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the blessed in a future state? For, whatever enjoyment may be derived from their consciousness of the presence of those of their relatives and friends, with whom they will become conversant, will not a counterbalancing pain be felt from the consciousness of the absence of others, and of their consequent abandonment to a state of suffering and woe?

An answer to this question will perhaps be furnished, and the difficulty be removed, or at least abated, by such considerations as the following.

First, although a recognition of each other may take place among the blessed to a certain extent, it does not perhaps follow, that with all of those, who have been objects of their affection in this world, their connexion and acquaintance must necessarily be renewed in another. “In my Father's house,” saith our blessed Lord, are many man

The lot of some may be cast in some of these “mansions," and of others in others; and hence there may be room for imagining, that some are in a state of happiness, though they be not brought to the knowledge of their former relations and friends.

But supposing that those, who are not brought to the knowledge of the blessed as being in a state of happiness, must be understood to be in a different state, the circumstance of their being removed

sions.” 1

1 John xiv. 2,

out of the sight of their former friends will probably cause their fate to be contemplated with less lively and pungent feelings.

Further, the lapse of time will probably cooperate with absence, and eventually obliterate the remembrance of them from the memories of the blessed.

And it may be, since God's rational creatures are dear to Him according to their moral excellence, and since the blessed in the future state will be “like God;" it may be, that their affection towards those, who in their earthly relation were naturally the objects of it, will be regulated by this likeness to the Divine nature; and that, whilst it will be ratified, confirmed, and strengthened with respect to such as partake of their Father's blessing, and are objects of his love, it will be annihilated with respect to those who are banished from his presence, and pronounced aliens from his affectionate regard.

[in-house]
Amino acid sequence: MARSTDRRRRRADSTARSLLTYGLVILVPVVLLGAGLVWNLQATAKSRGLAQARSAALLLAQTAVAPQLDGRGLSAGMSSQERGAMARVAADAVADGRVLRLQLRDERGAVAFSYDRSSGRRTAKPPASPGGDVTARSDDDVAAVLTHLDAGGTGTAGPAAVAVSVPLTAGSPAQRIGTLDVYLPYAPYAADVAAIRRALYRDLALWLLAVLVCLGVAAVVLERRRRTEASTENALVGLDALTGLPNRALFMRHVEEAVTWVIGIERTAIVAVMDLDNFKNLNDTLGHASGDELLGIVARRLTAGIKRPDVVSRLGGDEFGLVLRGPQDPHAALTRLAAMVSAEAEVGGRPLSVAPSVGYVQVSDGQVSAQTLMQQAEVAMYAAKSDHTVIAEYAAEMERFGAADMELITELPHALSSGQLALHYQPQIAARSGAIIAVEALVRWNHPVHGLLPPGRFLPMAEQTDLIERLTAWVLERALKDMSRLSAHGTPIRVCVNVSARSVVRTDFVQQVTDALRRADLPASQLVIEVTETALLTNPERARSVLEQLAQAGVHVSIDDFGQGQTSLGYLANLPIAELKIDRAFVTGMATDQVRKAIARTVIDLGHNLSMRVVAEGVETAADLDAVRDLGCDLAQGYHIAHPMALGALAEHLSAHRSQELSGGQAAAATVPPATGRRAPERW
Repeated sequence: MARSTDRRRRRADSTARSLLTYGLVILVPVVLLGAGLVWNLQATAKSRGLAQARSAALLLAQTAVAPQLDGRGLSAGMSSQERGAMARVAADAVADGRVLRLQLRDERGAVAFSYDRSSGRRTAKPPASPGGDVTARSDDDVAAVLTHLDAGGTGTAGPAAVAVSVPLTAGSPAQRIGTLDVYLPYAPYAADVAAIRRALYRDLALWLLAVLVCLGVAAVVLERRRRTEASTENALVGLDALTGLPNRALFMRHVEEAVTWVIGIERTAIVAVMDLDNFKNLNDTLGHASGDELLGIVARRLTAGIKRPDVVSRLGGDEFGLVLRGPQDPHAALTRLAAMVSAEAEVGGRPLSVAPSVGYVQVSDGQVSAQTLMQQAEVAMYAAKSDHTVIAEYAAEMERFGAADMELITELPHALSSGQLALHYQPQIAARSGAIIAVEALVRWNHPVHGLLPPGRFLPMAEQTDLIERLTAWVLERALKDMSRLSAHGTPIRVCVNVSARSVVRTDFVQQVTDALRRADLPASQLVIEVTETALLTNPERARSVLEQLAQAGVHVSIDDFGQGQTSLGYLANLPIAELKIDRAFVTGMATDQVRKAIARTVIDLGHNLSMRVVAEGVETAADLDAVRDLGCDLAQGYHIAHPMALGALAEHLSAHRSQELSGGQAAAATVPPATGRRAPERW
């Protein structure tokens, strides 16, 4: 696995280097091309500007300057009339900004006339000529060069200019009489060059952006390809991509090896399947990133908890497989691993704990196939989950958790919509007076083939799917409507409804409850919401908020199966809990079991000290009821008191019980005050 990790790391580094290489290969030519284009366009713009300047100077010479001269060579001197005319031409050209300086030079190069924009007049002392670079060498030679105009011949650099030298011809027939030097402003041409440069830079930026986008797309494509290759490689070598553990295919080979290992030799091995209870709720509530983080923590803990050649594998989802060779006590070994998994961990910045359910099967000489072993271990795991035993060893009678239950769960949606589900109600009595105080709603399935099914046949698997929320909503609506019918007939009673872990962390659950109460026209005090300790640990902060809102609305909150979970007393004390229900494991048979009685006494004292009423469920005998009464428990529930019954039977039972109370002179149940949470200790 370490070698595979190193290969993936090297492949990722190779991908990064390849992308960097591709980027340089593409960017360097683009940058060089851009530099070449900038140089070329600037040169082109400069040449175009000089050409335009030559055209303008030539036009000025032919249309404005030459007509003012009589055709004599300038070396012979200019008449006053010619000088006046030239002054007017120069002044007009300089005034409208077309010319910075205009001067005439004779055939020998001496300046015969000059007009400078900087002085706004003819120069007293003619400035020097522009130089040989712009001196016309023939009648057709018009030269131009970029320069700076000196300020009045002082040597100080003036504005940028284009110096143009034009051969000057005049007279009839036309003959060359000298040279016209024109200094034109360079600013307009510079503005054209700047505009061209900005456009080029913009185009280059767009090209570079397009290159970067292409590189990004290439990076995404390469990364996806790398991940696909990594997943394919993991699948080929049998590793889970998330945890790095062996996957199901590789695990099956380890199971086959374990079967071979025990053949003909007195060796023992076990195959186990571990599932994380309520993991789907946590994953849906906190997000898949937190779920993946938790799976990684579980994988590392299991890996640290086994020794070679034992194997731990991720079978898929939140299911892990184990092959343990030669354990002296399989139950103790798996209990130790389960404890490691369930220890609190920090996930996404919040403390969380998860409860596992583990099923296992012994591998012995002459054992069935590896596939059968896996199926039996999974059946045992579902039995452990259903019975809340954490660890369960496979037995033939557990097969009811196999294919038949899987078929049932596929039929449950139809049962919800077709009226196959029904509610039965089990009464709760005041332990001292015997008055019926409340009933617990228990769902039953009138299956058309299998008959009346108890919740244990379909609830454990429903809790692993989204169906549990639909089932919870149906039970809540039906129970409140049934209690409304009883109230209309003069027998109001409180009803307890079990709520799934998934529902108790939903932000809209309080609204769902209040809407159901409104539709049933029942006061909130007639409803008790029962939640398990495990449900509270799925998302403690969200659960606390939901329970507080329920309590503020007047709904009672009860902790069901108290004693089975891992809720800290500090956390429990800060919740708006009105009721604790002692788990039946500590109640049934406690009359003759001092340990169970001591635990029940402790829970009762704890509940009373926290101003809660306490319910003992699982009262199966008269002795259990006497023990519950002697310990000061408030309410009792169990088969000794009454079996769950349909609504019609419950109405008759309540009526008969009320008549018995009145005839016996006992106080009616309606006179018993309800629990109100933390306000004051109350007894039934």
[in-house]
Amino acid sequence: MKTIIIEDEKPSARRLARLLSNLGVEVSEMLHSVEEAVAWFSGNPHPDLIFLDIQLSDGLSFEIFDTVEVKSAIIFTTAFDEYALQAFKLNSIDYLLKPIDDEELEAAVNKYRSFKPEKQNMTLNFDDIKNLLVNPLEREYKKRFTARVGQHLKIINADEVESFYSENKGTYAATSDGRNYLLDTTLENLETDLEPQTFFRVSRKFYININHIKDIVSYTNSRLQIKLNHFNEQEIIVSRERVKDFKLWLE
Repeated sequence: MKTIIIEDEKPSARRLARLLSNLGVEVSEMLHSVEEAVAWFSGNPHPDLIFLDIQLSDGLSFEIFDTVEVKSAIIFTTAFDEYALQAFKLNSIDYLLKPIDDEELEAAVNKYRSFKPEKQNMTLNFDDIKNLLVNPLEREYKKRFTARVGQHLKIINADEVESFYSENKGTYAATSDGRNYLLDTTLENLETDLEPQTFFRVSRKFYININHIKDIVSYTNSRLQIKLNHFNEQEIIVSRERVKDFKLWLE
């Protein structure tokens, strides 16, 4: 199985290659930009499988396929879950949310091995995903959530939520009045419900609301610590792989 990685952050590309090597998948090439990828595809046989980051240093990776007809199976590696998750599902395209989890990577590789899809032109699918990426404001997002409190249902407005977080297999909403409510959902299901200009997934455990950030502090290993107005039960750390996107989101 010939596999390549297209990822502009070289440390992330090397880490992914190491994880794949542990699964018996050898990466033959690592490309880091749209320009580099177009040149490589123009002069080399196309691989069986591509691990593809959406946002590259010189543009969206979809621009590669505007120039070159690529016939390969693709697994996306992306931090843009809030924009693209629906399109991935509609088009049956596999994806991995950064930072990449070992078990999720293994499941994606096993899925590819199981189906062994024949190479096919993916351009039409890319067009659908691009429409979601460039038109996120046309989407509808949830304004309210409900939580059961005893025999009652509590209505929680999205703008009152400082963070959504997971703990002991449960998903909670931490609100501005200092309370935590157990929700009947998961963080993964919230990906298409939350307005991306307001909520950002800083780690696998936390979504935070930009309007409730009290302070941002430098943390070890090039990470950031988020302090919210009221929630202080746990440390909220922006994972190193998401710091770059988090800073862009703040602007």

This difficulty indeed applies, though in an inferior degree, to the doctrine of the punishment of the wicked in a general way.

The angels of heaven know the judicial sufferings of their companions who sinned; nevertheless their own condition is one of pure felicity. The spirits of just men made perfect will in all probability know, that a large number of their fellowcreatures are doomed to misery. But the effect of this knowledge on their feelings will doubtless be

so overruled by the Providence of God, that it shall not disturb their happiness: and such, we may likewise presume, will be the result, as to the knowledge which they may possess of the condition of their own immediate earthly connexions. If requisite for the fulfilment of their joy, God himself, we may humbly presume, will providentially interpose; and counteract by some merciful agency of his own any tendency to the diminution of the delight, wbich He has prepared and promised for them that love Him.

HEAVEN'S BLISS NOT AFFECTED BY

THOUGHTS OF HELL.

Fear not, the prospect of the realms of woe

Shall mar thy bliss, or thence sad thoughts arise